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Our Betters (1933)

Passed | | Comedy, Drama, Romance | 17 March 1933 (USA)
Although the British upper class may be thought our betters in society, but they are certainly not our betters, and perhaps our equals, in morality.

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(play), (screenplay) | 1 more credit »
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Cast

Complete credited cast:
...
Lady Pearl Grayston
Violet Kemble Cooper ...
Duchess (as Violet Kemble-Cooper)
Phoebe Foster ...
Princess
...
Thornton Clay
...
...
Bessie
...
Pepi D'Costa
...
Arthur Fenwick
Hugh Sinclair ...
Lord Bleane
...
Lord George Grayston
Harold Entwistle ...
Pole
Rest of cast listed alphabetically:
...
Mrs. Saunders (scenes deleted)
Walter Walker ...
Mr. Saunders (scenes deleted)
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Storyline

American heiress Pearl Saunders marries Lord George Grayston but later sees him embracing his lover on their wedding day. She has his title and he has her money; thereafter they are rarely seen together. Pearl is accepted by the British aristocracy and is presented at court, but creates a scandal by wearing black. She encourages her younger sister, Bessie, who idolizes her, to respond to the attentions of Lord Harry Bleane despite Bessie preferring American Fleming Harvey. Pearl gives a weekend party at the Grayston estate inviting close friends, including her lover, Arthur Fenwick; her friend, Duchess Minnie and Minnie's gigolo companion, Pepi D'Costa; as well as Bessie, Lord Bleane and Harvey. Pepi, who had been meeting Pearl on the sly, discretely suggests a rendezvous with her in the new teahouse on the property. Both make some pretext to leave but are seen by Minnie entering the teahouse. Vindictive Minnie pretends to have left her purse in the teahouse and sends Bessie to fetch ... Written by Arthur Hausner <genart@volcano.net>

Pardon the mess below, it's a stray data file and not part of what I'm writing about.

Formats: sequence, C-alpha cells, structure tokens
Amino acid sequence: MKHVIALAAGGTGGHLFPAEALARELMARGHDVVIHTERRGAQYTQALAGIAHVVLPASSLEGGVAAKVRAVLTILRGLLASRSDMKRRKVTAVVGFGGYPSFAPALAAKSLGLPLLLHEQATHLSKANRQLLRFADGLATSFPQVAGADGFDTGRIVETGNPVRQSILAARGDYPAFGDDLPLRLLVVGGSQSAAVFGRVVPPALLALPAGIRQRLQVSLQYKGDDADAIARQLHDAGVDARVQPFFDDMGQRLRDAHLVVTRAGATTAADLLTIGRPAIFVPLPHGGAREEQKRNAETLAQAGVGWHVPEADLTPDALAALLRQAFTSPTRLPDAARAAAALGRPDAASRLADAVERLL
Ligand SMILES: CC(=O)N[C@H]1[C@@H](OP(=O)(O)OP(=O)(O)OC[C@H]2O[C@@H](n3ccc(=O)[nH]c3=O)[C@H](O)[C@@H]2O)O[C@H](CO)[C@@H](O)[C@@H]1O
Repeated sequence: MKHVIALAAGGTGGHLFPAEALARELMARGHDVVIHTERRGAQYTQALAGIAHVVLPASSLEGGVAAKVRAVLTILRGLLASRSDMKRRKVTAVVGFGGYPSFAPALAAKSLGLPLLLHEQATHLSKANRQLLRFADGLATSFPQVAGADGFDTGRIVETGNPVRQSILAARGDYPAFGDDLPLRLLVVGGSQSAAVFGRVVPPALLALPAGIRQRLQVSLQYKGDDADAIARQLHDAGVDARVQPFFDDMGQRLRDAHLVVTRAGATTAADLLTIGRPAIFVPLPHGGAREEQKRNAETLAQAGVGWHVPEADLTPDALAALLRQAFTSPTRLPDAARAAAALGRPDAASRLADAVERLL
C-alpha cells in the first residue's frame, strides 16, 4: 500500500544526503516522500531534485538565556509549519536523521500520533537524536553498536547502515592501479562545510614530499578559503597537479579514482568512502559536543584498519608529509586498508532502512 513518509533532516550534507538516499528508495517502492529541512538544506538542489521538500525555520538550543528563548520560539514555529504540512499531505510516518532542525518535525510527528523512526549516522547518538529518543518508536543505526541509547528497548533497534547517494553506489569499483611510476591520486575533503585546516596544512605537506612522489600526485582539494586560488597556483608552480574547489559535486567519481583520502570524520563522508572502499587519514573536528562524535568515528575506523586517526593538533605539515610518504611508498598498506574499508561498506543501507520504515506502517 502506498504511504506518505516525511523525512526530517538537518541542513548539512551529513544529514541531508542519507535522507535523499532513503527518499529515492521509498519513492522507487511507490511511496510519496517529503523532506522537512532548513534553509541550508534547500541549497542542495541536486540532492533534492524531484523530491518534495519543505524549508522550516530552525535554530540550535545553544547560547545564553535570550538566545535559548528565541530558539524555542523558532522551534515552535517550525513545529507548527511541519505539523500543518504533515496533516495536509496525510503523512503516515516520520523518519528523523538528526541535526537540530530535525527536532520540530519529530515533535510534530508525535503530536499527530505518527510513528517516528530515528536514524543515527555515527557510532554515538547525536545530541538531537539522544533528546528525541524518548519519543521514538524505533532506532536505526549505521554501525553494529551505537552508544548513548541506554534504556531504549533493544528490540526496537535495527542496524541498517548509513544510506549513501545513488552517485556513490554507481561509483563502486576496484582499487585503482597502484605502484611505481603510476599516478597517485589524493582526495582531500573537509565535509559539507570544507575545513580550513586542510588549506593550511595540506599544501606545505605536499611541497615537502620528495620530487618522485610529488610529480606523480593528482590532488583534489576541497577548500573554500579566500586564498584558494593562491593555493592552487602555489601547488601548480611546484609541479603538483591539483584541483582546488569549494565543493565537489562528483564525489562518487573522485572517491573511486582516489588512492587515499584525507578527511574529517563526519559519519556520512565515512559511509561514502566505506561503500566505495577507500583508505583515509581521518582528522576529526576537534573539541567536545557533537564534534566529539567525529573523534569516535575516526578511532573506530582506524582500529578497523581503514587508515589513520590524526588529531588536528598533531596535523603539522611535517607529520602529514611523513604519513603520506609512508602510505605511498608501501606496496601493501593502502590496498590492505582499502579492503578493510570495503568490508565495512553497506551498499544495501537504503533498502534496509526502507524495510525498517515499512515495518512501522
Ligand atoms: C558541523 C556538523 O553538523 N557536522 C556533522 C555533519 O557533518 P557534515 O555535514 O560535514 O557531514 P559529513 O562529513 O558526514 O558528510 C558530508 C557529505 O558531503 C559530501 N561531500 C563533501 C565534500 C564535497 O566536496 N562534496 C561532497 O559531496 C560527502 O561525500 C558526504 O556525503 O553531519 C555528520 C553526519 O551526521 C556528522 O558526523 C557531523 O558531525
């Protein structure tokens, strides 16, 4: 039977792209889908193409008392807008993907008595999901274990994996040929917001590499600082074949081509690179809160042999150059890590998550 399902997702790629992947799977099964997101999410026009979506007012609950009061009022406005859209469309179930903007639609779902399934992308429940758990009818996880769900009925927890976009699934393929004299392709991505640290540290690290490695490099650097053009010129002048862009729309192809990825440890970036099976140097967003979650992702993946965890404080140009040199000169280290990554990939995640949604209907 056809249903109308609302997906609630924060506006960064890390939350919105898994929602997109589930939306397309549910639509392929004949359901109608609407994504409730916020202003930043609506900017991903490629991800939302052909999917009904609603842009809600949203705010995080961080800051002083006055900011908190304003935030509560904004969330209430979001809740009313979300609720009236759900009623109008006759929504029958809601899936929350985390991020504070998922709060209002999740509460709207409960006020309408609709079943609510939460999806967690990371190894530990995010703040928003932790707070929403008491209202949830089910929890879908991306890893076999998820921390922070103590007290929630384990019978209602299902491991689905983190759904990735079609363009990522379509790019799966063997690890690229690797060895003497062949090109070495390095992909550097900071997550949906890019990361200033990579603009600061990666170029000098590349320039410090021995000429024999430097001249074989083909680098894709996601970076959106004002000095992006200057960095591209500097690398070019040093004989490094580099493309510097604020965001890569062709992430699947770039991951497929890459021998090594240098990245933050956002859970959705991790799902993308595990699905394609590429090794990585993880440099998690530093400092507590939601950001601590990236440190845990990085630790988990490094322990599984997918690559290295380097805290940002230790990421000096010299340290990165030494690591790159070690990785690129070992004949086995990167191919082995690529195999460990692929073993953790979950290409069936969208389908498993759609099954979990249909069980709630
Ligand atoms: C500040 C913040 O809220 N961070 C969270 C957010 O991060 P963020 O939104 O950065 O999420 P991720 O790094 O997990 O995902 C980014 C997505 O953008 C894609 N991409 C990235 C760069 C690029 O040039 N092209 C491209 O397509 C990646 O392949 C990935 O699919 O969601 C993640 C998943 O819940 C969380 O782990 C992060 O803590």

Plot Summary | Add Synopsis

Plot Keywords:

wedding | sister | party | heiress | gigolo | See All (25) »

Genres:

Comedy | Drama | Romance

Certificate:

Passed | See all certifications »
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Details

Country:

Language:

Release Date:

17 March 1933 (USA)  »

Also Known As:

Haute société  »

Company Credits

Production Co:

 »
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Technical Specs

Runtime:

Sound Mix:

(RCA Photophone System)

Aspect Ratio:

1.37 : 1
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Did You Know?

Trivia

The play opened on Broadway in New York City, New York, USA on 12 March 1917 and closed in June 1917 after 112 performances. It was revived on 20 February 1928 with Ina Claire as Pearl, Constance Collier as the Duchess, Reginald Bach (who also directed) as Thornton Clay, and with Lillian Kemble-Cooper and Madge Evans. The revival ran for 128 performances and closed in June 1928. See more »

Goofs

When Pepi and Minnie meet the day after his "indescretion", in one shot he's lighting a cigarette and standing to the left of a table between himself and Minnie. In the next closer shot, still lighting the cigarette, he's now standing to the right of the table and next to Minnie. Furthermore, the lighter suddenly changes from Pepi's left hand to his right. See more »

Quotes

Arthur Fenwick: You're my guiding star. My ideal! I don't know what I'd do if you failed me. I don't think I could live if I ever found you weren't what I think you are.
[bends to kiss her hand]
Lady Pearl Saunders Grayston: [looking down at his bent head] You shan't, if I can help it.
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Connections

Featured in Vito (2011) See more »

Soundtracks

God Save the Queen!
(1744) (uncredited)
Music attributed to Henry Carey
Played at the end of the royal court scenes
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User Reviews

 
"As if one remembered an emotion after he no longer felt it.."
7 July 2009 | by (United States) – See all my reviews

Fascinating, richly-textured morality play by the great Somerset Maugham, acted to perfection by a first-rate cast including Constance Bennett at her absolute peak. George Cukor directed with a master's touch, Max Steiner provided the score, and David O. Selznick's production was polished. Constance Bennett plays the disillusioned American wife of a British aristocrat, who finds out on her wedding day that her husband married her only for her money. She decides to take life on their terms, and becomes a cunning seductress among a large group of wealthy and cynical people. Her scheming, combined with the sharp, cynical dialog worthy of Oscar Wilde, and the general irony of the whole affair, makes for an amusing and intelligent film. The witty one-liners are to be cherished, as are the fabulous gowns, and the glowing beauty of Constance Bennett. The film was also one of the first to feature an openly gay character. It's a great treat to view the film 75 years later. Although society may have changed, human behavior has not.


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